A new interactive New York City subway planning game created by electrical engineer Jason Wright gives you a chance to try your hand at building the subway system of your dreams. Though based on a similar idea to Dinosaur Polo Club’s Mini Metro, the game goes further and gives players a lot more to work with. “Brand New Subway” lets players start from scratch or use current subway maps, modify historic maps dating as far back as the 1900s or use maps from the future (like the planned 2025 subway system map pictured above) (h/t DNAinfo).
Image via NYU Local
It’s true: Washington Square Park was, in part, Washington Square parking lot. In the 1960s, at the peak of the nation’s car culture fixation, the Greenwich Village park was put into use as a parking lot, until cars were finally banished altogether in the 1970s, when the large circular plaza around the fountain was added. Some say the parking lot was an effort to keep hippies from gathering in the beloved public space.
If there’s one thing most people attribute to Robert Moses it’s highways. The master planner built 13 expressways throughout New York, including the Cross Bronx Expressway, Brooklyn Queens Expressway, the FDR Drive, and the West Side Highway. Love him or hate him, this was a pretty profound feat of urban planning. But had he been granted free rein, Moses would’ve constructed even more highways. The two failed attempts that remain most notorious are the Lower Manhattan Expressway, which would’ve cut east-west along the residential areas of Broome Street, as well as a Mid-Manhattan Expressway, a proposed six-lane elevated highway along 30th Street.
After mapping these aforementioned Moses proposals, cartographer Andrew Lynch decided to take his project one step further and create a map series of all the never-built highways in NYC, both from Moses and others.
- Just in time for LGBT Pride Month, the Landmarks Preservation Commission is looking to designate the Stonewall Inn as a city landmark. [NYT]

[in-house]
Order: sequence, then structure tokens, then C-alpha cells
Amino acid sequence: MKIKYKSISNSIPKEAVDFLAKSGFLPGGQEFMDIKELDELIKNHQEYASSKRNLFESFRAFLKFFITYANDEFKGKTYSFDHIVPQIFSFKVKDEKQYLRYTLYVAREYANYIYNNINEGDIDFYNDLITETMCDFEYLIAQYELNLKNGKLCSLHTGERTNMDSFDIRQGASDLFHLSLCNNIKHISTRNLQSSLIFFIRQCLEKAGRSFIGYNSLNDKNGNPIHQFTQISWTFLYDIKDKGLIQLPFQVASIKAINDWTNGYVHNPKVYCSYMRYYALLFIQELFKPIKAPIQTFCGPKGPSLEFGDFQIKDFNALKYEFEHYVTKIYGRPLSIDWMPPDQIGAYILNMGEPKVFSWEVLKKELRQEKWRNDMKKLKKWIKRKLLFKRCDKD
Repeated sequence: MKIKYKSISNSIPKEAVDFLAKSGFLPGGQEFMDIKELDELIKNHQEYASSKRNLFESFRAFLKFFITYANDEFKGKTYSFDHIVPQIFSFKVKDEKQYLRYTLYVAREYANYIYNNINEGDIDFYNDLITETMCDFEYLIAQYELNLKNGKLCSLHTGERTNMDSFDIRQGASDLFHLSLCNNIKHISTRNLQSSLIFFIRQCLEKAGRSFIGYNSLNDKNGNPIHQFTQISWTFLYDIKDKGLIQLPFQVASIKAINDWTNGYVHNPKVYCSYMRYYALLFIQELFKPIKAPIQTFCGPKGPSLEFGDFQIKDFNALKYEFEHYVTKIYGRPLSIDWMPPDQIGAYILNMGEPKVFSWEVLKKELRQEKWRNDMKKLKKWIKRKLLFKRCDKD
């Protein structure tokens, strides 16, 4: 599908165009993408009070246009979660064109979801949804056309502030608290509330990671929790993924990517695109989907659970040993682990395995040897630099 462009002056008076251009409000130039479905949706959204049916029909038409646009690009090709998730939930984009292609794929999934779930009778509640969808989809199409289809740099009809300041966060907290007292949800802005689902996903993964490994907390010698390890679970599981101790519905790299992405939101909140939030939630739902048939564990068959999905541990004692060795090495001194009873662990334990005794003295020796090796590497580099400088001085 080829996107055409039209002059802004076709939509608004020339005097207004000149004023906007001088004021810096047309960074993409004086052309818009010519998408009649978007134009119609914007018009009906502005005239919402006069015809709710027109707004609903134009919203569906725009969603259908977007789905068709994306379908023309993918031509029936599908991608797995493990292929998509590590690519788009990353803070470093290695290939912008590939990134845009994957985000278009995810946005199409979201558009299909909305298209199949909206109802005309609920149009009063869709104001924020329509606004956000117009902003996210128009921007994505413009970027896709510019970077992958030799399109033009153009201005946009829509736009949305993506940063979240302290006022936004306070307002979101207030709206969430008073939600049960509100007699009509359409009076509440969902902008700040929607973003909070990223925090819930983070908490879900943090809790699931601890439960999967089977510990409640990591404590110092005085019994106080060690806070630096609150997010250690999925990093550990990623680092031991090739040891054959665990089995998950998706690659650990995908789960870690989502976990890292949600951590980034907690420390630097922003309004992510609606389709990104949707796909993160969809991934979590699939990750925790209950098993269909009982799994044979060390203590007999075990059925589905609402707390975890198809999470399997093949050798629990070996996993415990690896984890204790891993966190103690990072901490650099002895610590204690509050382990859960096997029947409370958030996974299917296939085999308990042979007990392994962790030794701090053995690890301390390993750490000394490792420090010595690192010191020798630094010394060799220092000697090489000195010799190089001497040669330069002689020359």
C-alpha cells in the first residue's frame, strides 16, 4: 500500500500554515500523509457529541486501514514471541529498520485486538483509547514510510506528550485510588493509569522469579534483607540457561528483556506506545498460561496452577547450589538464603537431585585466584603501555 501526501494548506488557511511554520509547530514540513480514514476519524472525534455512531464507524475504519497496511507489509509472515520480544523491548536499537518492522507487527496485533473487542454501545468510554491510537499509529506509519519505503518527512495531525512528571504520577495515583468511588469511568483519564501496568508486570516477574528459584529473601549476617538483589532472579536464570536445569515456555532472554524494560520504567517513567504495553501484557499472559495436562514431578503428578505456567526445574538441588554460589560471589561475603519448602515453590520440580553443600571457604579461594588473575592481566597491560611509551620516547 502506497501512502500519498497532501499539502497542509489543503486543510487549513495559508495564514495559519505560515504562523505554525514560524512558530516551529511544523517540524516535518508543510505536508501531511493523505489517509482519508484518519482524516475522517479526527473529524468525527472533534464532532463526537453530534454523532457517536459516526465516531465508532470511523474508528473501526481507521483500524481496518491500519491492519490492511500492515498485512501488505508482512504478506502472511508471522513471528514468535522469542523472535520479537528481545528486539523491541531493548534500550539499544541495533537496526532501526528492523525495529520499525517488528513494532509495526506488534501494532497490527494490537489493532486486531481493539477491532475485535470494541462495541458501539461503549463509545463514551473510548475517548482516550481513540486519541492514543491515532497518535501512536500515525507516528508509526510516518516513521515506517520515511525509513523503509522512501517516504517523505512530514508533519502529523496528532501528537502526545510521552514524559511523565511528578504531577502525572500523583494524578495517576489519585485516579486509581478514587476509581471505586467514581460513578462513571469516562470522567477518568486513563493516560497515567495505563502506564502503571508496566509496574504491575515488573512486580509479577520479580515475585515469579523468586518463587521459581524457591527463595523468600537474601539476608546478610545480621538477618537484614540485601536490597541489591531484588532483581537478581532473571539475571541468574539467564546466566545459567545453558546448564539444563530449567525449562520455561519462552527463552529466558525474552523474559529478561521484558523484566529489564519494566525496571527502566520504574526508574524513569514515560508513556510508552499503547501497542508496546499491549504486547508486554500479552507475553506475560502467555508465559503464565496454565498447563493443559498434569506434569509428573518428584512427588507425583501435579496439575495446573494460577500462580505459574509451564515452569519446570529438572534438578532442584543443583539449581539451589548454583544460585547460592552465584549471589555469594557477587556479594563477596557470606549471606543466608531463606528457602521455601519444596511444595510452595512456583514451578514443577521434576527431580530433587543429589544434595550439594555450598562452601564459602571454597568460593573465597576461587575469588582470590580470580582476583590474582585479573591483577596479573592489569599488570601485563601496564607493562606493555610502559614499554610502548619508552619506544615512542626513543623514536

- Looking back at the Theater District’s 1982 Broadway Massacre. [Ephemeral NY]
- A forthcoming, untitled opera will depict the feud between Robert Moses and Jane Jacobs. [NYO]
- This map uses NYPD data to show just how “mean” the streets of New York can be. [CityLab]
- Is this the ultimate beach umbrella? It digs into the sand and provides enough shelter for two beach chairs and a cooler. [Kinja Deals]
Images: Stonewall Inn (L); Robert Moses/Washington Square Park (R)
If you have even the slightest interest in architecture, urban planning, and NYC history, you know Robert Moses. Unforgettably profiled as the “Power Broker” by Robert Caro, Moses was the “master builder” of mid-20th century New York and its environs. He was a larger-than-life character who had very set ways of approaching urban design. He advocated for highways over public transportation (he built 13 expressways through NYC), dense housing towers over low-scale neighborhoods, and communities segregated by race and class over organic, mixed-demographic areas. Of course, there are plenty of much-loved aspects of the city that also came from Moses–Jones Beach, the United Nations, and ten public swimming pools like the one in McCarren Park.
Regardless of your feelings on Robert Moses, though, we can all agree that the city would not be the same without him. But a lot has changed since he lost his post as director of the Triborough Bridge and Tunnel Authority in the mid 1960s and even more so since he passed away in 1981. So we can’t help but wonder what he would think of our fair city in 2015. To have a little fun, we planned a present-day tour for the ghost of Robert Moses.
Robert Moses and Jane Jacobs squaring off
Love him or hate him, Robert Moses left an indelible mark on New York City’s urban infrastructure. Most of us formed our opinions on the city’s master planner after reading Robert Caro’s Pulitzer Prize-winning book “The Power Broker.” But if you’re looking for a lighter (in both senses of the word; Caro’s book weighs 3.3 pounds) read on Mr. Moses, you may want to check out the new graphic novel “Robert Moses: The Master Builder of New York City.” Created by French writer Pierre Christin and Chilean artist Olivier Balez, the “anti-hero comic” is the perfect dramatic portrayal of Moses, both celebrating and criticizing his contributions to the city.
Stuyvesant Town Oval via Marianne O’Leary via photopin cc
Any architecture history student or design nerd knows about Le Corbusier (1887-1965), one of the founders of modern architecture and a truly one-of-a-kind urban planner. For those of you who aren’t as familiar with Charles-Édouard Jeanneret-Gris (his given name; he was French-Swiss), one of his most noteworthy urban ideas was concept of “towers in the park.” Part of his Contemporary City plan (and later Radiant City plan) to house three million inhabitants as a way to deal with overcrowding and slums, towers in the park were skyscrapers set in large, rectangular tracts of lands with open space between the buildings.
Whether they were consciously influenced by Le Corbusier or not, many projects in New York City mimic his vision of towers in the park, and we’ve decided to take a look at the most well known of this architectural crop, as well as some other ways the famous architect left his mark on NYC.